By using the same SQL injection as before, the attacker manually starts searching another table, "gallarific_users". The attacker soon finds the admin username & password, in plain text.
(Editor's note: This stage isn't "needed", it was only done to show how automated tools simplify the whole process!) The attacker then starts to enumerate the whole database, by using SQLMap. The tool quickly finds extra useful information regarding the database, as well as automatically attempting to crack any known password hash formats. This confirms everything which was found manually.
After logging in as the admin for the gallery, the attacker is able to confirm their suspicions from earlier, the product supported uploading. The attacker generates a PHP reserve shell with an image format and then uploads their evil image. Due to the product automatically checking file extensions, renaming uploaded images and the server configuration the attacker isn't able to execute the "image". However, due to the "local file include", which was found at the beginning, the attacker is able to execute the code inside the image, which creates a shell. The type of shell which the attacker is using to interact with the system isn't able switch users (non-TTY). But by using python which has already been installed locally on the system, the attacker is able to code a quick script to get around this limitation by using python to spawn a bash terminal in the background and relay commands into it.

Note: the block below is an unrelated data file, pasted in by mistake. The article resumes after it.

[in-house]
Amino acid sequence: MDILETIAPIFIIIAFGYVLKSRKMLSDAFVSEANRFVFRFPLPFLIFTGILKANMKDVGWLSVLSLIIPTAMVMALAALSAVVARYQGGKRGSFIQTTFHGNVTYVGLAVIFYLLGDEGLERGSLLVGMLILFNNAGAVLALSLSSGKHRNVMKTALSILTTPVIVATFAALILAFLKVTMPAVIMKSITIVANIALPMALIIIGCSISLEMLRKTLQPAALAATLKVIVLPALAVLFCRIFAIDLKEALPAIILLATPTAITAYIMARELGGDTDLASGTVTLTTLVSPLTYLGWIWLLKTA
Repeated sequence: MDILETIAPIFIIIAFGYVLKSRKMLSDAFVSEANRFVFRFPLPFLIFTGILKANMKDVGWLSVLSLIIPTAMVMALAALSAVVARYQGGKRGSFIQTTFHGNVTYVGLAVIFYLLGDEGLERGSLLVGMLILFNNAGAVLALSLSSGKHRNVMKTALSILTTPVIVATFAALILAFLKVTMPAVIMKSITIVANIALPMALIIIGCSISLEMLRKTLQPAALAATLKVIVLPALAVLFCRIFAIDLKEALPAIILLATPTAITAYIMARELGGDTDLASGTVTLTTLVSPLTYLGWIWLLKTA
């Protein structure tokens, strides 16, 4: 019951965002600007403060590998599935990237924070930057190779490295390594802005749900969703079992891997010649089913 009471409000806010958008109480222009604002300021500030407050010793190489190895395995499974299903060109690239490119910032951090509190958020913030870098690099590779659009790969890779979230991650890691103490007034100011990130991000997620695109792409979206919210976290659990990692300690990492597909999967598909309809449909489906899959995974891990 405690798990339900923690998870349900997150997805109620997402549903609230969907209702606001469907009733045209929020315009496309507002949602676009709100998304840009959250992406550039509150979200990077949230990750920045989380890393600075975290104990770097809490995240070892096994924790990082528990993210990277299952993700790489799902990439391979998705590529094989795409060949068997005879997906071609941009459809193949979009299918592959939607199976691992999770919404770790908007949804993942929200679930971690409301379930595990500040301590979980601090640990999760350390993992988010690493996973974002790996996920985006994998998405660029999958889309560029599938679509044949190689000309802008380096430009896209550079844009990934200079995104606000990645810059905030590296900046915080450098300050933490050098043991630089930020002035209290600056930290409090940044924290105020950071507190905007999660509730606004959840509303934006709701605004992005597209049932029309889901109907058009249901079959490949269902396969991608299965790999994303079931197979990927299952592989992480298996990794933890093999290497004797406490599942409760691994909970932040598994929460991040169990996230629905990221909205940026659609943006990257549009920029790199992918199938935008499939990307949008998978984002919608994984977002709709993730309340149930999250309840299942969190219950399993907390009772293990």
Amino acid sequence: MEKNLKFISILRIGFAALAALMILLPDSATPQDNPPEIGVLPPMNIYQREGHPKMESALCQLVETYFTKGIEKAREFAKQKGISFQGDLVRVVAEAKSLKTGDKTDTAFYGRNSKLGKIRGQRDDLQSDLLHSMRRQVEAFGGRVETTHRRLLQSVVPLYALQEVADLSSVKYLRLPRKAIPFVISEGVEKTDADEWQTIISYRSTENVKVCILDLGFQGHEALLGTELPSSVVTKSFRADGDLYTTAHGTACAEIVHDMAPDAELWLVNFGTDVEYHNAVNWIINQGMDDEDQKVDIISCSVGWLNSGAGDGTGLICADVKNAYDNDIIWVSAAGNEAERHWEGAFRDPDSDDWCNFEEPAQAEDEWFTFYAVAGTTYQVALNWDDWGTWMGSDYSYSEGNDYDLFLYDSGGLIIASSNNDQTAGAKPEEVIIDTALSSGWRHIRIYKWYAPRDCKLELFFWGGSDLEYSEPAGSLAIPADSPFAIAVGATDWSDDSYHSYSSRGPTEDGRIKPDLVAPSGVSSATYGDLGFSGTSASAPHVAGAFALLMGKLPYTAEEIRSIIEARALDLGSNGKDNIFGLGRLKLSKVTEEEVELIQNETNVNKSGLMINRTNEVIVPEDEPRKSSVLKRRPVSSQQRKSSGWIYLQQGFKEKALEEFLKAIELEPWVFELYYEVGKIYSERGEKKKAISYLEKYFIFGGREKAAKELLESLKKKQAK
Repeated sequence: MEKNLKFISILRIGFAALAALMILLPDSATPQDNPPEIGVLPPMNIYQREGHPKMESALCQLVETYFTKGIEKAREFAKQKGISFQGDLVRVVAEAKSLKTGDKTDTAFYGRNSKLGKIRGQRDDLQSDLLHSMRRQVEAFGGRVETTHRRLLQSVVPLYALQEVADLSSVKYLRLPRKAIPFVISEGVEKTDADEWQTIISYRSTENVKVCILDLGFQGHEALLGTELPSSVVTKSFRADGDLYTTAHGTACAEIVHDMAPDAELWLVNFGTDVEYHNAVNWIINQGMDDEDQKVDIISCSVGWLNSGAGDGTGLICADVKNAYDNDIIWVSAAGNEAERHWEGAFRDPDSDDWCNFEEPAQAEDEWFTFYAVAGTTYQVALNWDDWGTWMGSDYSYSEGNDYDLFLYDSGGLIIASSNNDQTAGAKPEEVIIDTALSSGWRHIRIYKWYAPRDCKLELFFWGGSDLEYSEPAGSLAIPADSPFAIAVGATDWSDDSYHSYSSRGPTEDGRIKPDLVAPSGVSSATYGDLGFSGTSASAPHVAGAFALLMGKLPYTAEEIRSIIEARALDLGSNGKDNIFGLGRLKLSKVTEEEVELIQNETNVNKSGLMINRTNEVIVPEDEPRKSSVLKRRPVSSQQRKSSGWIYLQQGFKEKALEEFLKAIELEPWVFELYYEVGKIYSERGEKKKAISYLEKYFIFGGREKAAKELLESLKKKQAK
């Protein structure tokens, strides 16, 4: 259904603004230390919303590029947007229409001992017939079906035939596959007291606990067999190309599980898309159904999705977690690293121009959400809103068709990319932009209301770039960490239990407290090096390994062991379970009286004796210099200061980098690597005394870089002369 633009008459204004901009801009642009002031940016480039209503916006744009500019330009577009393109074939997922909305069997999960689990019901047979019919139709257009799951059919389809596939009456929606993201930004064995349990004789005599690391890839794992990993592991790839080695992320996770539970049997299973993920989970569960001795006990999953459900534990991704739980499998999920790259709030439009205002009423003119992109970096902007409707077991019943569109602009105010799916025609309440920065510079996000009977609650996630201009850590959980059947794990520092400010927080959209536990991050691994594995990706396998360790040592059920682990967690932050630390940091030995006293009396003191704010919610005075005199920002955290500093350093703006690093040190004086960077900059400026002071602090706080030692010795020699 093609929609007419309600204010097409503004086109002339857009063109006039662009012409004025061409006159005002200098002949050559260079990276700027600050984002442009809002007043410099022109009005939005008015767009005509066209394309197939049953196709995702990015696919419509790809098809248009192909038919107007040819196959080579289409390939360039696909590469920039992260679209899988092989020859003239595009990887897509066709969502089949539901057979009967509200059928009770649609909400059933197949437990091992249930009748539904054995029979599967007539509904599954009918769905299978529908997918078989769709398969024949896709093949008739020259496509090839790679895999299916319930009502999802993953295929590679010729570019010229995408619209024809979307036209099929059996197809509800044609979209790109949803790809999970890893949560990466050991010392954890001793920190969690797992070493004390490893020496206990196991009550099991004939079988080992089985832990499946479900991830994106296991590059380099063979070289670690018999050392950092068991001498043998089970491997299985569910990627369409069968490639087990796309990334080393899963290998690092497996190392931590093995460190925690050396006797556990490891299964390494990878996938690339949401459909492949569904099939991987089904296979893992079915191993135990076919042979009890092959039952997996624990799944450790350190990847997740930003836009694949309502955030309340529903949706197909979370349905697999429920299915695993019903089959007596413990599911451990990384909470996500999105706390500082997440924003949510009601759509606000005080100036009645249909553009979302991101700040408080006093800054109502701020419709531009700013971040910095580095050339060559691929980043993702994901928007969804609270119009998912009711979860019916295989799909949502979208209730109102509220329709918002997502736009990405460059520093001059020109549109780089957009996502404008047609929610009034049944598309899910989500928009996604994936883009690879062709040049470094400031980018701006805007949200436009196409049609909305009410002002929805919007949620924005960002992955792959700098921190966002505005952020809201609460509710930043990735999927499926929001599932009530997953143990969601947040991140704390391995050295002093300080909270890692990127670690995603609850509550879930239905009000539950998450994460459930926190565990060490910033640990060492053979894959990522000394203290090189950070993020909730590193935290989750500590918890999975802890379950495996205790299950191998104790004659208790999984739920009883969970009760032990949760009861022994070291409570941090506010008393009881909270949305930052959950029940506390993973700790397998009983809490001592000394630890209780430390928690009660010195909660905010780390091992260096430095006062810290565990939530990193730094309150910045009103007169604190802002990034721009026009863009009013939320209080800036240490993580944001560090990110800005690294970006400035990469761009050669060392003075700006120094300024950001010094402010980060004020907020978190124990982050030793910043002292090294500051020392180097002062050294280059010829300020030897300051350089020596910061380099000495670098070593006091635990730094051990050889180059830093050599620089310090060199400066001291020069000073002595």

Instead of modifying the sudoers file originally to gain root access to the system, the attacker writes a cron job to: start on the next minute, then as the root account, to download a file and execute it, as well as deleting the job (optional!). The attacker then creates the back door executable file as well as starting a web server to host the file for the target to download. The attacker then waits for the targets clock to reach the next minute and execute the command, spawning a remote root shell.
Game over... again
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- Editing the host file is mentioned in the README which is included (as well as on the blog post).
Video length: 14:47
Capture length: 51:13